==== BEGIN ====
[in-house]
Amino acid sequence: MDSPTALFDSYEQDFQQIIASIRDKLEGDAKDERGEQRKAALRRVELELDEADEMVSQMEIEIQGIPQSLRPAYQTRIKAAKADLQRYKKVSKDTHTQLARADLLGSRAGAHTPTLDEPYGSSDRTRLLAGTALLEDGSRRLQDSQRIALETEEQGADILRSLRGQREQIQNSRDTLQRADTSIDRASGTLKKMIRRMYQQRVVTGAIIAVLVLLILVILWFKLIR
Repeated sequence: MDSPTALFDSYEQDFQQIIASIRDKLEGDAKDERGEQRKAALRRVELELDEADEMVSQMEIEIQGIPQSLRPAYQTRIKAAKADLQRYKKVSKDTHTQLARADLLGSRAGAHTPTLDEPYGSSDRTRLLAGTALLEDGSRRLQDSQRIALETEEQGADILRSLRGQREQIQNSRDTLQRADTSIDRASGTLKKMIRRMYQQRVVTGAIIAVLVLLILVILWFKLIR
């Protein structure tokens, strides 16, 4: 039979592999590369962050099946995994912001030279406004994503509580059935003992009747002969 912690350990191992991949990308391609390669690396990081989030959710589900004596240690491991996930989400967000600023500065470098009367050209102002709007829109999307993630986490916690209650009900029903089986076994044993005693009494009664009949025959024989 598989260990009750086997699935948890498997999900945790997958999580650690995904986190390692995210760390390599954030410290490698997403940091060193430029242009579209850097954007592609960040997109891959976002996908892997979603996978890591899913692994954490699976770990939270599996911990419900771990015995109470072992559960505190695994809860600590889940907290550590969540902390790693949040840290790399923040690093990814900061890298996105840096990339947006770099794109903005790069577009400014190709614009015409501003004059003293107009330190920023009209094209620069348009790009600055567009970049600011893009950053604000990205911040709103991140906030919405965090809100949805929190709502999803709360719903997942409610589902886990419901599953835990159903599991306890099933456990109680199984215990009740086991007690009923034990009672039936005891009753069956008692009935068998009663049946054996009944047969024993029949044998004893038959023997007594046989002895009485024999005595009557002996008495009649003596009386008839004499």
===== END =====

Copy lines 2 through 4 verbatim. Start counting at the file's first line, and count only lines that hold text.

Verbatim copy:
Amino acid sequence: MDSPTALFDSYEQDFQQIIASIRDKLEGDAKDERGEQRKAALRRVELELDEADEMVSQMEIEIQGIPQSLRPAYQTRIKAAKADLQRYKKVSKDTHTQLARADLLGSRAGAHTPTLDEPYGSSDRTRLLAGTALLEDGSRRLQDSQRIALETEEQGADILRSLRGQREQIQNSRDTLQRADTSIDRASGTLKKMIRRMYQQRVVTGAIIAVLVLLILVILWFKLIR
Repeated sequence: MDSPTALFDSYEQDFQQIIASIRDKLEGDAKDERGEQRKAALRRVELELDEADEMVSQMEIEIQGIPQSLRPAYQTRIKAAKADLQRYKKVSKDTHTQLARADLLGSRAGAHTPTLDEPYGSSDRTRLLAGTALLEDGSRRLQDSQRIALETEEQGADILRSLRGQREQIQNSRDTLQRADTSIDRASGTLKKMIRRMYQQRVVTGAIIAVLVLLILVILWFKLIR
């Protein structure tokens, strides 16, 4: 039979592999590369962050099946995994912001030279406004994503509580059935003992009747002969 912690350990191992991949990308391609390669690396990081989030959710589900004596240690491991996930989400967000600023500065470098009367050209102002709007829109999307993630986490916690209650009900029903089986076994044993005693009494009664009949025959024989 598989260990009750086997699935948890498997999900945790997958999580650690995904986190390692995210760390390599954030410290490698997403940091060193430029242009579209850097954007592609960040997109891959976002996908892997979603996978890591899913692994954490699976770990939270599996911990419900771990015995109470072992559960505190695994809860600590889940907290550590969540902390790693949040840290790399923040690093990814900061890298996105840096990339947006770099794109903005790069577009400014190709614009015409501003004059003293107009330190920023009209094209620069348009790009600055567009970049600011893009950053604000990205911040709103991140906030919405965090809100949805929190709502999803709360719903997942409610589902886990419901599953835990159903599991306890099933456990109680199984215990009740086991007690009923034990009672039936005891009753069956008692009935068998009663049946054996009944047969024993029949044998004893038959023997007594046989002895009485024999005595009557002996008495009649003596009386008839004499």